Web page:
It's been a slow start for self-service checkout systems, which in the past two years have dribbled slowly and sporadically into scattered supermarkets. But as a tight labor market for cashiers intersects with better technology and consumer support for do-it-yourself purchasing, suppliers and analysts are expecting a surge in interest from a wide variety of retailers.
Wal-Mart, Kmart, and Target all acknowledge they're testing the concept of letting customers scan the merchandise they want to buy and check themselves out. Suppliers say there has been interest from all kinds of stores that are configured with checkout counters at the front--from warehouse stores to drug stores to home-improvement centers.
The year already is off to a good start at market leader Optimal Robotics Corp., which has 875 units on order so far in 2001, up from 580 during 2000. Among its customers, it said in an analyst call, is a major home-improvement center.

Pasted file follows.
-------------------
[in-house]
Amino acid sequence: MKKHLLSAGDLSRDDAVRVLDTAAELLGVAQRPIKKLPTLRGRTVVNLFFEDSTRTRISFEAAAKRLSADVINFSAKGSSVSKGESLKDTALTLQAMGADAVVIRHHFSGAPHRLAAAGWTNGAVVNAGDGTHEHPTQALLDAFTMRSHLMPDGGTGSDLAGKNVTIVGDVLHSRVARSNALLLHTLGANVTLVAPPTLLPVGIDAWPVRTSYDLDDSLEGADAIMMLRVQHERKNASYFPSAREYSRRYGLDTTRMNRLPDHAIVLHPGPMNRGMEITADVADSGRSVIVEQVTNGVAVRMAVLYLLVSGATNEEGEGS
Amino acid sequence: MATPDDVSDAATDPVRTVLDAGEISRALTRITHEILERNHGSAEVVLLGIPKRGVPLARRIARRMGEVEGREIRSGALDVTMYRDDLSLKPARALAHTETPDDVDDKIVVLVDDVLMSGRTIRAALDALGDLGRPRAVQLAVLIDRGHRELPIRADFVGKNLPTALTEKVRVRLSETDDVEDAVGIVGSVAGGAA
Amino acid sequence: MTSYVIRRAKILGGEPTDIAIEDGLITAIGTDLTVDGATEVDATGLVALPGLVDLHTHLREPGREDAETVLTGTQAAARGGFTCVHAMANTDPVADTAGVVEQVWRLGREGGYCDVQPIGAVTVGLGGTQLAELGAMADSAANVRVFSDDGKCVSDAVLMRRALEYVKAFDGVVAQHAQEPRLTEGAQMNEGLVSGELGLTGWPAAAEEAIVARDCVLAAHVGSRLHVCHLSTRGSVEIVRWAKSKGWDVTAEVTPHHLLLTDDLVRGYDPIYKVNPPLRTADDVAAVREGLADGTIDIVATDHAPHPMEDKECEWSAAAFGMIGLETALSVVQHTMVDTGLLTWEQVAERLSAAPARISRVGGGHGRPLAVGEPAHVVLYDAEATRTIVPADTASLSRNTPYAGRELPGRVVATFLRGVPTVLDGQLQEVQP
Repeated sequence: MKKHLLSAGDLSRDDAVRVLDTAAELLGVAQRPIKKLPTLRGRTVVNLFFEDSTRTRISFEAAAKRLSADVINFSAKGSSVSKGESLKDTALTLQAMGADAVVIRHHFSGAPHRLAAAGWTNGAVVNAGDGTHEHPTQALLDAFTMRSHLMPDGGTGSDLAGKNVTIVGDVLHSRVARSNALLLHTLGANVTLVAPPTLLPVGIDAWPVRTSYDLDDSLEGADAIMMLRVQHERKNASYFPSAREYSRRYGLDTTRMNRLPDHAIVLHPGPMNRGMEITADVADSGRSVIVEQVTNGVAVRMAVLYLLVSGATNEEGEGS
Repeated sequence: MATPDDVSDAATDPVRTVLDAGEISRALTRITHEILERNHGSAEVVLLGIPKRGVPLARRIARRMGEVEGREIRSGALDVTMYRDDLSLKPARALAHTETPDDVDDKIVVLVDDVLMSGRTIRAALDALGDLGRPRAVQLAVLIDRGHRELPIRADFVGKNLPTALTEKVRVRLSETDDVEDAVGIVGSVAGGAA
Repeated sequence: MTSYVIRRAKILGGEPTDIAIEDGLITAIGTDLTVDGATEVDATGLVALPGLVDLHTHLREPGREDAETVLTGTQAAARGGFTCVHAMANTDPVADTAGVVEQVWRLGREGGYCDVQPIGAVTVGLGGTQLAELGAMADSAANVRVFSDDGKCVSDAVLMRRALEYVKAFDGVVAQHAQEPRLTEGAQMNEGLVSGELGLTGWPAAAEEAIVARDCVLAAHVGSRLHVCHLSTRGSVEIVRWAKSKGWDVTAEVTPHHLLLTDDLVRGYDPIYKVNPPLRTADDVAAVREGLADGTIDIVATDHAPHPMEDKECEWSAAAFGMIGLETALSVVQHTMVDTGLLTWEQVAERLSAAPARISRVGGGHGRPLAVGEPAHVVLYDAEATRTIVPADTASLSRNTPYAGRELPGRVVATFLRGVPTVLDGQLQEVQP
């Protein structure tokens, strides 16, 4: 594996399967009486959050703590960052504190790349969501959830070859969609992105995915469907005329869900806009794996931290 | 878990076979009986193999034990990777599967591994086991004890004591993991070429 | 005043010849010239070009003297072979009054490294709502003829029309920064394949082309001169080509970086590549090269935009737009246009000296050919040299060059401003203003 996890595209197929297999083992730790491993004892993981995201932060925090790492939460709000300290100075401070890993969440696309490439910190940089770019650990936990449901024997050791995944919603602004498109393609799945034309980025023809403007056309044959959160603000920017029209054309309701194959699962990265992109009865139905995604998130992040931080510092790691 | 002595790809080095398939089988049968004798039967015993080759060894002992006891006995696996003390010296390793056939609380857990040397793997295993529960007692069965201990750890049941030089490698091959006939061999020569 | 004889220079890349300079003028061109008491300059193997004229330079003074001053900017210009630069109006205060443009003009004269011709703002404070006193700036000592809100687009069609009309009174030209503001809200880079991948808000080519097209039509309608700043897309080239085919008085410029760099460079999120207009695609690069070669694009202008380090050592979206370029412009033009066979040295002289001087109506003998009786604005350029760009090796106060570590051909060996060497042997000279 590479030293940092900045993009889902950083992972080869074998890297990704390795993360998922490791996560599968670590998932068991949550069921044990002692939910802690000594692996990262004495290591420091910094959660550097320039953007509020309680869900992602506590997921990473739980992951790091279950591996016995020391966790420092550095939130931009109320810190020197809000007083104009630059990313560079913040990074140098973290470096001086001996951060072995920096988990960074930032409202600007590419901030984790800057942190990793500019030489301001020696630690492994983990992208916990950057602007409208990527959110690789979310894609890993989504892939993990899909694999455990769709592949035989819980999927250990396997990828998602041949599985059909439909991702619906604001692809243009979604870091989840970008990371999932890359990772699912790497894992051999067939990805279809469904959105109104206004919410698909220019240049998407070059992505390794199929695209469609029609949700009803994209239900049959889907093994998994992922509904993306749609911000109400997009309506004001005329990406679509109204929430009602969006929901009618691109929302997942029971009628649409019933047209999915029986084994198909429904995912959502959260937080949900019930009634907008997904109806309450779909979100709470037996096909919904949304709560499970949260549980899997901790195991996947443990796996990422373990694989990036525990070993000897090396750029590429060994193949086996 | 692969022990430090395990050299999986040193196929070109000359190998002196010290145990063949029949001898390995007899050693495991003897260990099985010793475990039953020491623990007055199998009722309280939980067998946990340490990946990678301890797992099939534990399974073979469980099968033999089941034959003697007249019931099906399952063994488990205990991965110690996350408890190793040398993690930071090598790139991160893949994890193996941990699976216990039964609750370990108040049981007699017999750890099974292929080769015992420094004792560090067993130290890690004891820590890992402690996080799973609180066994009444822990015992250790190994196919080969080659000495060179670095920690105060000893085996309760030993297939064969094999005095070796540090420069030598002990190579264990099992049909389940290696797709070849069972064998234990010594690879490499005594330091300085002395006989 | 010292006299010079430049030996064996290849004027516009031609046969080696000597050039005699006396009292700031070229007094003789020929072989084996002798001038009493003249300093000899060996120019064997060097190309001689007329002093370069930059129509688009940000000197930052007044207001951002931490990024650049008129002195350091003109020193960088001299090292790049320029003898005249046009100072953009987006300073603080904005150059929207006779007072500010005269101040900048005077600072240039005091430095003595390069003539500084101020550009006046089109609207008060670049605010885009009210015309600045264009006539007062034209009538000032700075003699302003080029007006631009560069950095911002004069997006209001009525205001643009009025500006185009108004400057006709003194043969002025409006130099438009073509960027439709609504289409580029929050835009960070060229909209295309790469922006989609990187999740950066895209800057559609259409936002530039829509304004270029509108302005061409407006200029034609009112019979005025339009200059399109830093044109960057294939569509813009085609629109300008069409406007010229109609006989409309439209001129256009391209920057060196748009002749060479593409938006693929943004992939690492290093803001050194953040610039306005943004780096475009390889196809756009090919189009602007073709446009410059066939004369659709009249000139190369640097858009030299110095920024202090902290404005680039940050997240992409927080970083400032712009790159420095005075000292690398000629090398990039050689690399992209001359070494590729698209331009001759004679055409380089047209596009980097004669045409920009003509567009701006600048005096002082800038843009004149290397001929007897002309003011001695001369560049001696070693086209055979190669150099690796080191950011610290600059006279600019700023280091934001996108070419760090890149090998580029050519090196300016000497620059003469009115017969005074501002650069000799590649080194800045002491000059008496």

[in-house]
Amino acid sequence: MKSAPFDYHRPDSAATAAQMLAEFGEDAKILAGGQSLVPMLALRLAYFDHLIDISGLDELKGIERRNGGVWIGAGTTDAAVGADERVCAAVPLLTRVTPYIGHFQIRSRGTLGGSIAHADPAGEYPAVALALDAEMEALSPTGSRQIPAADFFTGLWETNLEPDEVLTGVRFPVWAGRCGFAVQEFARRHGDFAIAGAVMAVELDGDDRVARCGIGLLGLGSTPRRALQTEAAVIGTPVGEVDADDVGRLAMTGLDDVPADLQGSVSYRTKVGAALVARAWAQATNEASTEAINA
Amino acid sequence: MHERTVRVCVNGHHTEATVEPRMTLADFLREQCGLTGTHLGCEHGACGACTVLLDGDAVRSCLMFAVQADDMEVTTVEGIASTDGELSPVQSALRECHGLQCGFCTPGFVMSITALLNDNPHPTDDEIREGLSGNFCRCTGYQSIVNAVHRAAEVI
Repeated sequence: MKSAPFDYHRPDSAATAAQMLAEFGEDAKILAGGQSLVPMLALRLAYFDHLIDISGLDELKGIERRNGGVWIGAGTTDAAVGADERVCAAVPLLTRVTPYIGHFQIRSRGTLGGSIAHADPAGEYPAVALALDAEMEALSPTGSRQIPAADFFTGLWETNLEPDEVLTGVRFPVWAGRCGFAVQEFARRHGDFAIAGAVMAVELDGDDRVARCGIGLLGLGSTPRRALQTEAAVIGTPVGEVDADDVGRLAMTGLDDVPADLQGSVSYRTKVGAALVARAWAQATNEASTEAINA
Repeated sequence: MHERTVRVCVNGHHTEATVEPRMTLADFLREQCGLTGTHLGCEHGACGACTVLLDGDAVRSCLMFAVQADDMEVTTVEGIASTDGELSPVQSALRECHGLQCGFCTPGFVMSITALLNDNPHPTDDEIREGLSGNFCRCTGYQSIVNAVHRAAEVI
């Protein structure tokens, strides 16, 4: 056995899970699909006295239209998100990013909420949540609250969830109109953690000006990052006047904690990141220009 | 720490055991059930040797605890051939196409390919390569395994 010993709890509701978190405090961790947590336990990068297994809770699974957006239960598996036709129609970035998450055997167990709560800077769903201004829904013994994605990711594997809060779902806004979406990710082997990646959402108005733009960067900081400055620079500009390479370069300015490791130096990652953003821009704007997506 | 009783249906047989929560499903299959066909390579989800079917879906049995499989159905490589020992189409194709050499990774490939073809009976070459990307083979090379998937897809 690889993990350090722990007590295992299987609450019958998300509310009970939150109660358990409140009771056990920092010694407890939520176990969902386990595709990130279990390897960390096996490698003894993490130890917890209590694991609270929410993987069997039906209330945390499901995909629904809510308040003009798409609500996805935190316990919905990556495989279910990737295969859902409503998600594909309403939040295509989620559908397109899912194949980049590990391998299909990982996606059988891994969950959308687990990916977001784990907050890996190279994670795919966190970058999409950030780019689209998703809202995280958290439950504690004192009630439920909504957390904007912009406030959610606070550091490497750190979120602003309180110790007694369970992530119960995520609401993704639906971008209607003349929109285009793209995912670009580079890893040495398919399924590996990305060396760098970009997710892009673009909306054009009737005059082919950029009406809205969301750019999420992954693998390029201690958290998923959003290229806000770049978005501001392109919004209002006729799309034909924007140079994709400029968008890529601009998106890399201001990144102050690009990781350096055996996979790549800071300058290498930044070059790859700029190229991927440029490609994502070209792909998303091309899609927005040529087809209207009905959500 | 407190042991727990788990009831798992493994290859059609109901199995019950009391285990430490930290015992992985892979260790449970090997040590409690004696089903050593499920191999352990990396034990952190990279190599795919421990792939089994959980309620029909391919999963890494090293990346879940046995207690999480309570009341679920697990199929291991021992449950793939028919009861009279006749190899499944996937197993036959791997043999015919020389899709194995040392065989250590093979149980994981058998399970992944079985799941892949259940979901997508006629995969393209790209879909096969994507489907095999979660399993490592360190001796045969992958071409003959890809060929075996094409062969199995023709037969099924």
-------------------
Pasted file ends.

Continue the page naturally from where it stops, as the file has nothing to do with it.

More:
"The expansion we've been looking for is starting to happen," says Rick Weinhart, an analyst at the investment firm of Gerard Klauer Mattison. "This kind of productivity solution is good in a down economy, and retailers see it as a way to enhance customer service. This could be a break-through year for them. They're starting to get that momentum where one store has it, and others start to think they're at a disadvantage if they don't. The more people roll it out, the more it gets bumped up in the IT priority lists of their competitors."
Giving the market another nudge is the addition of fingerprint verification, which both Optimal and No. 2 player NCR Corp. have rolled out. Customers can register their credit- or debit-card numbers and fingerprints, then just scan their purchases and touch the screen to check out.